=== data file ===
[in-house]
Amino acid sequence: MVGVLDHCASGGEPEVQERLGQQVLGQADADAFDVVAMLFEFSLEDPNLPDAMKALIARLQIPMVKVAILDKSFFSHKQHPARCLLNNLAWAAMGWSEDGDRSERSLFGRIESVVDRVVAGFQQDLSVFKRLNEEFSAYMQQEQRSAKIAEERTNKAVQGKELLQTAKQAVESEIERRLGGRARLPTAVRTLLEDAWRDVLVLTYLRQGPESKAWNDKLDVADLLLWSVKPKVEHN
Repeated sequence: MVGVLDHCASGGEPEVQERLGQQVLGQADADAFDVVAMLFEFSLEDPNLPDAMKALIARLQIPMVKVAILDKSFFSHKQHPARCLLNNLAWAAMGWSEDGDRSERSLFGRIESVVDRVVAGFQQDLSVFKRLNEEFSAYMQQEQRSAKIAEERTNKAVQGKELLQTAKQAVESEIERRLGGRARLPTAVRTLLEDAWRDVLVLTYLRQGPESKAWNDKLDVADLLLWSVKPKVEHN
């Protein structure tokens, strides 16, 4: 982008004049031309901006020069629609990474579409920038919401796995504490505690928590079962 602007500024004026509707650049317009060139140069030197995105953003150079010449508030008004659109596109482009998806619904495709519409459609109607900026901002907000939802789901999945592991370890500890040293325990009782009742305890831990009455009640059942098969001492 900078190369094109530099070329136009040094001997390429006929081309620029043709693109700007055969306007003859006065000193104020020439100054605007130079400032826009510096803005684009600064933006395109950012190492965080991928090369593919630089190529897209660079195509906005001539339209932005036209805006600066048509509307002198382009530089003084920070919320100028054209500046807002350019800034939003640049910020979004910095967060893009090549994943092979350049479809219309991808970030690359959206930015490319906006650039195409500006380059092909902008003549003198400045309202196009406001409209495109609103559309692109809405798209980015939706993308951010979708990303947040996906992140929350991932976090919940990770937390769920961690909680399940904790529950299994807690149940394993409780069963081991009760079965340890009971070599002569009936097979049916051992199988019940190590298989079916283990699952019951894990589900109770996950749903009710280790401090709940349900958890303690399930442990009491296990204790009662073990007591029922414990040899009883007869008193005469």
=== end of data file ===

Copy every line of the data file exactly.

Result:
[in-house]
Amino acid sequence: MVGVLDHCASGGEPEVQERLGQQVLGQADADAFDVVAMLFEFSLEDPNLPDAMKALIARLQIPMVKVAILDKSFFSHKQHPARCLLNNLAWAAMGWSEDGDRSERSLFGRIESVVDRVVAGFQQDLSVFKRLNEEFSAYMQQEQRSAKIAEERTNKAVQGKELLQTAKQAVESEIERRLGGRARLPTAVRTLLEDAWRDVLVLTYLRQGPESKAWNDKLDVADLLLWSVKPKVEHN
Repeated sequence: MVGVLDHCASGGEPEVQERLGQQVLGQADADAFDVVAMLFEFSLEDPNLPDAMKALIARLQIPMVKVAILDKSFFSHKQHPARCLLNNLAWAAMGWSEDGDRSERSLFGRIESVVDRVVAGFQQDLSVFKRLNEEFSAYMQQEQRSAKIAEERTNKAVQGKELLQTAKQAVESEIERRLGGRARLPTAVRTLLEDAWRDVLVLTYLRQGPESKAWNDKLDVADLLLWSVKPKVEHN
């Protein structure tokens, strides 16, 4: 982008004049031309901006020069629609990474579409920038919401796995504490505690928590079962 602007500024004026509707650049317009060139140069030197995105953003150079010449508030008004659109596109482009998806619904495709519409459609109607900026901002907000939802789901999945592991370890500890040293325990009782009742305890831990009455009640059942098969001492 900078190369094109530099070329136009040094001997390429006929081309620029043709693109700007055969306007003859006065000193104020020439100054605007130079400032826009510096803005684009600064933006395109950012190492965080991928090369593919630089190529897209660079195509906005001539339209932005036209805006600066048509509307002198382009530089003084920070919320100028054209500046807002350019800034939003640049910020979004910095967060893009090549994943092979350049479809219309991808970030690359959206930015490319906006650039195409500006380059092909902008003549003198400045309202196009406001409209495109609103559309692109809405798209980015939706993308951010979708990303947040996906992140929350991932976090919940990770937390769920961690909680399940904790529950299994807690149940394993409780069963081991009760079965340890009971070599002569009936097979049916051992199988019940190590298989079916283990699952019951894990589900109770996950749903009710280790401090709940349900958890303690399930442990009491296990204790009662073990007591029922414990040899009883007869008193005469």